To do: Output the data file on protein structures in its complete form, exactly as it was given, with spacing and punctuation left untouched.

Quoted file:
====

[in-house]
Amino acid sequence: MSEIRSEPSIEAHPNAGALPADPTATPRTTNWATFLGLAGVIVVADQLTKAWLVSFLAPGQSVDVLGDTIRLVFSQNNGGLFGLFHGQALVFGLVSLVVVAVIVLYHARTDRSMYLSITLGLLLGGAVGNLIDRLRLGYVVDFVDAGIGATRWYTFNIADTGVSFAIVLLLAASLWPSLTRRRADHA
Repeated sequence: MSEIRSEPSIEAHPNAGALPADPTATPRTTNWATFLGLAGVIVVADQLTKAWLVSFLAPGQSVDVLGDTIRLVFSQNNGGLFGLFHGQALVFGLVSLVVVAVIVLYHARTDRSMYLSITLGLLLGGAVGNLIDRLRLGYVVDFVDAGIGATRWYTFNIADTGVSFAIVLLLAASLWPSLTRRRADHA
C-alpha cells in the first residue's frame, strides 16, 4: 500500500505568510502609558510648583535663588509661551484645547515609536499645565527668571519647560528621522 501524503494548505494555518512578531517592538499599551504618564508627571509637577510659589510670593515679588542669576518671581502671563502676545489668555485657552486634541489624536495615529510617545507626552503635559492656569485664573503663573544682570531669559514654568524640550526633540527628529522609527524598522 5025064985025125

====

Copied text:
[in-house]
Amino acid sequence: MSEIRSEPSIEAHPNAGALPADPTATPRTTNWATFLGLAGVIVVADQLTKAWLVSFLAPGQSVDVLGDTIRLVFSQNNGGLFGLFHGQALVFGLVSLVVVAVIVLYHARTDRSMYLSITLGLLLGGAVGNLIDRLRLGYVVDFVDAGIGATRWYTFNIADTGVSFAIVLLLAASLWPSLTRRRADHA
Repeated sequence: MSEIRSEPSIEAHPNAGALPADPTATPRTTNWATFLGLAGVIVVADQLTKAWLVSFLAPGQSVDVLGDTIRLVFSQNNGGLFGLFHGQALVFGLVSLVVVAVIVLYHARTDRSMYLSITLGLLLGGAVGNLIDRLRLGYVVDFVDAGIGATRWYTFNIADTGVSFAIVLLLAASLWPSLTRRRADHA
C-alpha cells in the first residue's frame, strides 16, 4: 500500500505568510502609558510648583535663588509661551484645547515609536499645565527668571519647560528621522 501524503494548505494555518512578531517592538499599551504618564508627571509637577510659589510670593515679588542669576518671581502671563502676545489668555485657552486634541489624536495615529510617545507626552503635559492656569485664573503663573544682570531669559514654568524640550526633540527628529522609527524598522 5025064985025125